DayBreaks for 1/04/19 – The Passing of the Shadow

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DayBreaks for 01/04/2019: The Passing of the Shadow

From the DayBreaks Archive, 01/05/09 (modified):

Whew.  The holidays are now over.  It is a bittersweet feeling, isn’t it?  On the one hand, I love the excitement and joy of the holidays, and the chance to share that with family, loved ones and friends.  I love the Christmas carols and was surprised to find some of them playing in the malls this year. I love the bright lights and colors, and yes, the nuts and chews of Christmas from See’s Candies!

But it isn’t long and the holidays that have been so long awaited are over and done with.  The family has returned to their own homes and gone back to work, the Christmas decorations have been pulled down and boxed away for another year, the candy is gone (thank goodness!) and the Christmas carols and tree have been tucked away for 11 months.  And – I’m tired. 

As I was reflecting on this one day, I was watching our old dog, Rainie.  She’s 12 years old now and she’s clearly winding down.  She walks with a strange, stiff gait because of some arthritis in her hips, and if you look into her eyes, they are not dark and clear – they are milky and a bit subdued.  She is afraid, or in a bit too much discomfort, to hop up on the bed as easily as she used to.  Now, at night, when she comes back into the house, she will whimper and whine before even attempting her leap of faith up to the top of the mattress.  And she huffs and puffs a lot more than when she was younger.  It saddens me to see this happening before my very eyes and to be powerless in the face of the inexorable march of time.  And then I realize, I am on the same march, head down as I trudge the pathway before me.

The passing of the holidays and the winding down of life have parallels that can teach us.  We start out exuberant, full of excitement and energy.  We hurry here and there because the world is so big and there is so much to see and do and we don’t want to miss a moment of it.  But then, as with Christmas, the holiday is over before you are even fully aware that it has begun.  Old friends and family are no longer around.  We find ourselves more fearful of running around too far from home, and we also whimper and whine as we rise or recline on our bed.  Not to mention the eyesight. 

This is the way of all flesh.  This is what makes our God and His promises so precious – He does not grow old, tired, and weary.  He doesn’t get cataracts.  His bones don’t ache and generate the whimpers that accompany old age.  And He promises us that the day will come when we will be like Him in that regard.  We try to imagine a life without any sort of pains or sadness and we cannot grasp even the tiniest crumb of that reality.  But we do long for it.  The life we so longed to live when we were younger has been spent somehow, somewhere – like a shadow passing in the night, soundlessly and quickly, not even leaving footprints behind.  Hold on to the fact that the shadow is passing, but it isn’t passing from daylight to darkness, but instead the shadow is passing to daylight, from earth to heaven, from mortality to immortality, from death to life.  And there shall be no more weeping.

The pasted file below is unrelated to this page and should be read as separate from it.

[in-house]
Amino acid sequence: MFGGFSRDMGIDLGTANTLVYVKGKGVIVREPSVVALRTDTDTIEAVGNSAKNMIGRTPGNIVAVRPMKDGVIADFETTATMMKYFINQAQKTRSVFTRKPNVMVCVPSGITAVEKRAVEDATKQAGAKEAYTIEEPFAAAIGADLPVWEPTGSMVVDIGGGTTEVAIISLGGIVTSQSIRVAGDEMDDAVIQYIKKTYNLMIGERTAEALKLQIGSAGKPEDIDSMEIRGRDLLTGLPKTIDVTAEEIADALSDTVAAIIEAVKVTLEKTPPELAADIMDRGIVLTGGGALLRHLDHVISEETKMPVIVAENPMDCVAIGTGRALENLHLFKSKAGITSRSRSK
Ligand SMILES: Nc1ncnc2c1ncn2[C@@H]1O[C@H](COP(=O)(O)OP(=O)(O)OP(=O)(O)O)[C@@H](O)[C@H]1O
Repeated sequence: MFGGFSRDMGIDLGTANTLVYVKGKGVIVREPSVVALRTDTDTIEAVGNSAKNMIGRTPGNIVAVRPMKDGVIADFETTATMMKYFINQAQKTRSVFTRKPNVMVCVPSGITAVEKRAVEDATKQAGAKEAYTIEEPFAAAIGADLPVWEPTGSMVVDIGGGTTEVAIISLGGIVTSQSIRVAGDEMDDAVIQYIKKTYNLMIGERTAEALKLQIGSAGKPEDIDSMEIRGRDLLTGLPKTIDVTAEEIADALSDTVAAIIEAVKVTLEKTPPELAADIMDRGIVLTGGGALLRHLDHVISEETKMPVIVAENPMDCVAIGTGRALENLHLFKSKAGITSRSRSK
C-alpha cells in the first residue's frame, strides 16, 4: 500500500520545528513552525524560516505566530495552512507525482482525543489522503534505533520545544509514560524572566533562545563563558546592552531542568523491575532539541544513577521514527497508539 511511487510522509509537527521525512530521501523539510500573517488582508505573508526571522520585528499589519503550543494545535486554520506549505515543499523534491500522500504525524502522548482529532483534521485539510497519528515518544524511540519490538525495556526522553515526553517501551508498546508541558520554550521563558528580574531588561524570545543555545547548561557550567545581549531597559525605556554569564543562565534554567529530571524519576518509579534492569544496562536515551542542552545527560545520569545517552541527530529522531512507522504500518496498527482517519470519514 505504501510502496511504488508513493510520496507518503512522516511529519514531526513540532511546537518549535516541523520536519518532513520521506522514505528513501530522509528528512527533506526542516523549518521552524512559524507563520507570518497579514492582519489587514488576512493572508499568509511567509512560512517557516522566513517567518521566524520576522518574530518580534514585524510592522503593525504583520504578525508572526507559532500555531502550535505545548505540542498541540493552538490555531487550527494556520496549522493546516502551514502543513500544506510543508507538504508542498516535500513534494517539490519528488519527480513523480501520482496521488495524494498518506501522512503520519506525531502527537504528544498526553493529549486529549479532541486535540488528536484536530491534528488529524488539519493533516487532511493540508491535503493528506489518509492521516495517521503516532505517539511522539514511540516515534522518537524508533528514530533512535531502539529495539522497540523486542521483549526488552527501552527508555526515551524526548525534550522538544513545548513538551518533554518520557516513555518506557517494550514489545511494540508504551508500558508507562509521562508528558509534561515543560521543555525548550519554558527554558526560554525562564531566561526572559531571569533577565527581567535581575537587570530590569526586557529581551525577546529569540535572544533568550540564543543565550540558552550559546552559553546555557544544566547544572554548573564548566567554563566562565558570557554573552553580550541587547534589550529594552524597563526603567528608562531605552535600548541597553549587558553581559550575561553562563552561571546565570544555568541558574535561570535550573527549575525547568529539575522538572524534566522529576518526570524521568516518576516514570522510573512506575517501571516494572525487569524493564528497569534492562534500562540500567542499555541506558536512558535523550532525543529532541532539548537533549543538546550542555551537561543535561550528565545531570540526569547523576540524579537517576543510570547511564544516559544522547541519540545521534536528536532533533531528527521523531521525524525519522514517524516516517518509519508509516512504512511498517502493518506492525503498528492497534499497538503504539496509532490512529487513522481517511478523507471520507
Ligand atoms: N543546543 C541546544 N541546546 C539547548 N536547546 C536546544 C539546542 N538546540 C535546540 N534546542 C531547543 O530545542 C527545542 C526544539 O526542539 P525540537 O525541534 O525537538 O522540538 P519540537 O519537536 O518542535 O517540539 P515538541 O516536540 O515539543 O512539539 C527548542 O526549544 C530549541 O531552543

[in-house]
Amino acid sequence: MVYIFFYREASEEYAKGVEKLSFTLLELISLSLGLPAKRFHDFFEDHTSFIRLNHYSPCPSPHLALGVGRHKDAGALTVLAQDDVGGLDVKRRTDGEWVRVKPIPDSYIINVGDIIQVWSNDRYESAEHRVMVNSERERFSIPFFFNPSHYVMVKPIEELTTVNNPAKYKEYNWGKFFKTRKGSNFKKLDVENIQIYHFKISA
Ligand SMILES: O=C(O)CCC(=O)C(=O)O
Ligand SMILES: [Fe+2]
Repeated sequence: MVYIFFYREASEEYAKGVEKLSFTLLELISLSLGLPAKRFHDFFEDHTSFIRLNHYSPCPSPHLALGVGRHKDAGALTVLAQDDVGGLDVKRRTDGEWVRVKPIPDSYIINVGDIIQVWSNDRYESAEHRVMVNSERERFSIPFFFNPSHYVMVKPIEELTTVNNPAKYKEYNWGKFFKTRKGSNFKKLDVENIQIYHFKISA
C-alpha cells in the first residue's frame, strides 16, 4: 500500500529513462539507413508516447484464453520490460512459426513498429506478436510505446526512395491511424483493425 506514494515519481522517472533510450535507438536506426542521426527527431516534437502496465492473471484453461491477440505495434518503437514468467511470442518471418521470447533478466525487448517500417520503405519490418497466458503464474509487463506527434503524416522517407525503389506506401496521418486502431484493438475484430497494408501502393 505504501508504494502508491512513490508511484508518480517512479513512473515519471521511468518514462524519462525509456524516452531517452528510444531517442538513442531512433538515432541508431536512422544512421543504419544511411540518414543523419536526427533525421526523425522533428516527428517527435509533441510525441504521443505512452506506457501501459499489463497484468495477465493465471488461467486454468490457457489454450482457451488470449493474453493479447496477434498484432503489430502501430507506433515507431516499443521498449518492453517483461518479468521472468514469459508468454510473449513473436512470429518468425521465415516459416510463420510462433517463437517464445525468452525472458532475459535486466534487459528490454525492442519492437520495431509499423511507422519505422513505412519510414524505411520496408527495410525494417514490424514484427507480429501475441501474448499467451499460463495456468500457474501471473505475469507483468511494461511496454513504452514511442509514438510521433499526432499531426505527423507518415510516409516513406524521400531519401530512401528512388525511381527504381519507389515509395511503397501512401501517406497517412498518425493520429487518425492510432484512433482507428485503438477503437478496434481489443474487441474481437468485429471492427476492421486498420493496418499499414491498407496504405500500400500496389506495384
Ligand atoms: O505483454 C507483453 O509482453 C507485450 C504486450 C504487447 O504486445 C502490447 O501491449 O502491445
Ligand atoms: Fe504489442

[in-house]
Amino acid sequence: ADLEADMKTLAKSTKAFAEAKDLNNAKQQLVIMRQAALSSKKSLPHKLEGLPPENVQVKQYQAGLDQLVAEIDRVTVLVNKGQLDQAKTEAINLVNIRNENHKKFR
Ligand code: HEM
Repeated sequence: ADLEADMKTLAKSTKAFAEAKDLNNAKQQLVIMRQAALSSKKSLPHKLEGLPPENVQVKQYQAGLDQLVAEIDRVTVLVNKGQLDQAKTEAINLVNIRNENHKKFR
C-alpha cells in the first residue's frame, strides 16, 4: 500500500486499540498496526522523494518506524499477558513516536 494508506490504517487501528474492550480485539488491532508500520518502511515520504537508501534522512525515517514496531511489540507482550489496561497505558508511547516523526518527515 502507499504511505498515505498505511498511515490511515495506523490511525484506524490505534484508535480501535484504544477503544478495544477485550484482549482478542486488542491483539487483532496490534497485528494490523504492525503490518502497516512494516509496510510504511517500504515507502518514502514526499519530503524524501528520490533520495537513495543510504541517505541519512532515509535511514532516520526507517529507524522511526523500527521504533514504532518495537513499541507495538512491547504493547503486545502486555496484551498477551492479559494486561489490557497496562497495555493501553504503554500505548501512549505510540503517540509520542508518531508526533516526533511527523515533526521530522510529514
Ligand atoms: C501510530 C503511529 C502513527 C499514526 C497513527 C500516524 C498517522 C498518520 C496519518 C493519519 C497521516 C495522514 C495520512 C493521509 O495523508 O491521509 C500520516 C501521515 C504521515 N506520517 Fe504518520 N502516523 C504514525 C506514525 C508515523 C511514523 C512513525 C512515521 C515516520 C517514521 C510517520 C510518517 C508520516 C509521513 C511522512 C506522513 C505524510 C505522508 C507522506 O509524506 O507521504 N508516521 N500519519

PRAYER:  Lord, life often feels like both a blessing and a burden.  Thank you for the promise that you will make our joys even greater than anything we have experienced in this lifetime, and that you will remove our sorrows eternally.  Thank you, that Jesus “is the life!”  In Jesus’ name, Amen.

Copyright by 2019 by Galen C. Dalrymple.  ><}}}”>

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DayBreaks for 01/02/19 – Commitment

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DayBreaks for 01/02/2019: Commitment

From the DayBreaks archive, January 2009:

Commitment.  How committed are you? “Well,” you might say, “that depends on what you’re asking about.” Fair enough. How committed are you to your marriage? How committed are you to your children? How committed are you to your church and faithful, every-day and every-week service? How committed are you to your job and to being a light for Christ in the world? How committed are you to Jesus?

What is commitment? We think of it as “stick-to-itiveness”. Or we think of it in terms of dedication to a purpose or determination to reach a goal. Those aren’t bad, but there’s another aspect of commitment that really shows whether or not we are “committed”. It came in a devotion from Bob Gass Ministries. Here’s what he had to say: “If I could pick one word to describe commitment, I’d pick the word – alone. Daniel dined and prayed alone. Elijah sacrificed and witnessed alone. Jeremiah prophesied and wept alone. Paul said, “…all men forsook me…” (2 Tim. 4:16).

“The place of commitment is the place where God intervenes on your behalf. When the three Hebrew children of God made the commitment, God brought them out of the fiery furnace without even the smell of smoke. King Nebuchadnezzar was so impressed that he said, ‘…there is no other god who is able to deliver in this way.’ (Dan. 3:29) That’s what the world is waiting for, somebody who’ll put everything on the line, get into the fiery furnace and let the world see God’s power.”

Commitment….alone. Perhaps that is the true measure of our commitment, don’t you think? Am I willing to stand for God all alone? Am I willing to stand alone for my marriage? Am I willing to stand alone for God in a workplace that is overwhelmed with darkness and that is openly hostile to Christ? The Hebrew children had God, and each other. What if they’d been alone?